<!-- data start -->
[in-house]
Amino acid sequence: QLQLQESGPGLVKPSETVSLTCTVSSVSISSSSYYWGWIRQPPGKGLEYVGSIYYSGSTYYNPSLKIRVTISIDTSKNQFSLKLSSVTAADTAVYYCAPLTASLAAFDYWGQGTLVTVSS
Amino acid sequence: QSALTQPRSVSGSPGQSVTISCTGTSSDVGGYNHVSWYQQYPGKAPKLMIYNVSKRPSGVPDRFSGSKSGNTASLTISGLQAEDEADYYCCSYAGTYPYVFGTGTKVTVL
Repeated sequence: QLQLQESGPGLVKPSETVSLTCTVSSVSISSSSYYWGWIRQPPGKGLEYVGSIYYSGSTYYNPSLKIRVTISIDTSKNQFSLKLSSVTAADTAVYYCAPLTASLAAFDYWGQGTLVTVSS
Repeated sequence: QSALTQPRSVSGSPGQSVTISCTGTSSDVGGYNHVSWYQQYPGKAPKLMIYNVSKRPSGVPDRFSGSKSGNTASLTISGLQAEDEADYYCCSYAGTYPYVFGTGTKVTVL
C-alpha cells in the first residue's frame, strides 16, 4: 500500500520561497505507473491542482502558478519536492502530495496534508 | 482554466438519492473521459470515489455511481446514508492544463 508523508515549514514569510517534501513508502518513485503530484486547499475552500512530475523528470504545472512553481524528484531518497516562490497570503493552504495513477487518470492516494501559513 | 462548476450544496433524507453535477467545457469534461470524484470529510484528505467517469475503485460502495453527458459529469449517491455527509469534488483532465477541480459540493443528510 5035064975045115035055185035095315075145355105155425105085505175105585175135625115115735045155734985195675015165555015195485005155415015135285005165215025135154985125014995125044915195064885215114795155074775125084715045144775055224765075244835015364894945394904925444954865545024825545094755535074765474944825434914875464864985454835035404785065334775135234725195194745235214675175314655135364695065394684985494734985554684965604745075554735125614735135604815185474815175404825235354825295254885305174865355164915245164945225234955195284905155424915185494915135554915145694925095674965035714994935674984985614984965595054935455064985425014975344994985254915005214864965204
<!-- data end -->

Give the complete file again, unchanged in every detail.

[in-house]
Amino acid sequence: QLQLQESGPGLVKPSETVSLTCTVSSVSISSSSYYWGWIRQPPGKGLEYVGSIYYSGSTYYNPSLKIRVTISIDTSKNQFSLKLSSVTAADTAVYYCAPLTASLAAFDYWGQGTLVTVSS
Amino acid sequence: QSALTQPRSVSGSPGQSVTISCTGTSSDVGGYNHVSWYQQYPGKAPKLMIYNVSKRPSGVPDRFSGSKSGNTASLTISGLQAEDEADYYCCSYAGTYPYVFGTGTKVTVL
Repeated sequence: QLQLQESGPGLVKPSETVSLTCTVSSVSISSSSYYWGWIRQPPGKGLEYVGSIYYSGSTYYNPSLKIRVTISIDTSKNQFSLKLSSVTAADTAVYYCAPLTASLAAFDYWGQGTLVTVSS
Repeated sequence: QSALTQPRSVSGSPGQSVTISCTGTSSDVGGYNHVSWYQQYPGKAPKLMIYNVSKRPSGVPDRFSGSKSGNTASLTISGLQAEDEADYYCCSYAGTYPYVFGTGTKVTVL
C-alpha cells in the first residue's frame, strides 16, 4: 500500500520561497505507473491542482502558478519536492502530495496534508 | 482554466438519492473521459470515489455511481446514508492544463 508523508515549514514569510517534501513508502518513485503530484486547499475552500512530475523528470504545472512553481524528484531518497516562490497570503493552504495513477487518470492516494501559513 | 462548476450544496433524507453535477467545457469534461470524484470529510484528505467517469475503485460502495453527458459529469449517491455527509469534488483532465477541480459540493443528510 5035064975045115035055185035095315075145355105155425105085505175105585175135625115115735045155734985195675015165555015195485005155415015135285005165215025135154985125014995125044915195064885215114795155074775125084715045144775055224765075244835015364894945394904925444954865545024825545094755535074765474944825434914875464864985454835035404785065334775135234725195194745235214675175314655135364695065394684985494734985554684965604745075554735125614735135604815185474815175404825235354825295254885305174865355164915245164945225234955195284905155424915185494915135554915145694925095674965035714994935674984985614984965595054935455064985425014975344994985254915005214864965204